You and I share having been caretaker to – and then losing – parents. That loss has thrown me into a pool of, “What’s It All About, Alfie?” … the water is deep but not too cold or murky, thank goodness … but especially unsettling in this tumultuous political time. Reading your acknowledgment of death’s acknowledgment, helped! Thank you!

    • Heidi Darr-Hope on October 31, 2018 at 5:33 pm

      Linda, We are soul sisters in this journey. And yes, it sure does shake the world upside down and inside out. Glad this helped a bit.

  5. Elizabeth R Darr on October 10, 2018 at 9:42 pm

    At the Nelson-Atkins Museum of Art in Kansas City, we have had a Dia de los Muertos altar since 2010, when Julian Zugazagoitia became our Director. Julian, as everyone calls him, is originally from Mexico and his mother was a theatre director, so even better. Julian commissions an artist to fill our entire Kirkwood Hall with a creation. Visitors are invited to remember dear ones who are no longer with us. There are special events for chldren. Each year, I look forward to seeing the new creation and putting a card on the altar. It is a very emotional celebration.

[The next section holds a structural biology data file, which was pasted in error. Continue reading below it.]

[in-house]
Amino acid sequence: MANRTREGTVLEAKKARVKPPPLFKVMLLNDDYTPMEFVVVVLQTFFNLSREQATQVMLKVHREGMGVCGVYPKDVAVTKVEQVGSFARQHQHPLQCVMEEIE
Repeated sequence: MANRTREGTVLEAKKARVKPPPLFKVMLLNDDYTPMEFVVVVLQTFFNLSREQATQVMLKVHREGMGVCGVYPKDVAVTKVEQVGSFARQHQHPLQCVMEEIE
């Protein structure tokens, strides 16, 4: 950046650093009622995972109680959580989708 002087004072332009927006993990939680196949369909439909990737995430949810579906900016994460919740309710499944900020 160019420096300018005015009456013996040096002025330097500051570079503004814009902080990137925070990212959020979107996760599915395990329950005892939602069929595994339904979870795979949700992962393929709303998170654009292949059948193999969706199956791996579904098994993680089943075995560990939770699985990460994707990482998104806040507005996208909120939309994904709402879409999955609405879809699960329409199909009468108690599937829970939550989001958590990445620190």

• Heidi Darr-Hope on October 31, 2018 at 5:37 pm

      Liz, How wonderful for you and your community. I’d love to see some photographs. I’ll look on line and see if I can find some documentation of past years. Maybe I can convince our museum here to do likewise.

  6. Amy Montanez on October 11, 2018 at 12:58 pm

    Wonderful blog, Heidi. Thank you for all the gifts you contribute to our community. I was honored to participate in a ritual of remembrance—-African—-with Malidoma Some’. It was an all night affair and quite powerful. My Christian heritage celebrates All Soul’s Day and All Saint’s Day, and those are meaningful and important celebrations, especially the music, but lack the vibrancy and active participation of other cultures. Thank you so much for this!

    • Heidi Darr-Hope on October 31, 2018 at 5:41 pm

      Thank you Amy. I as well have experienced the powerful African Grief Ritual but with his deceased X-wife – Sobonfu. It was a weekend that I will never forget. I am glad you enjoyed this post. Death has been a “friend” some quite some time.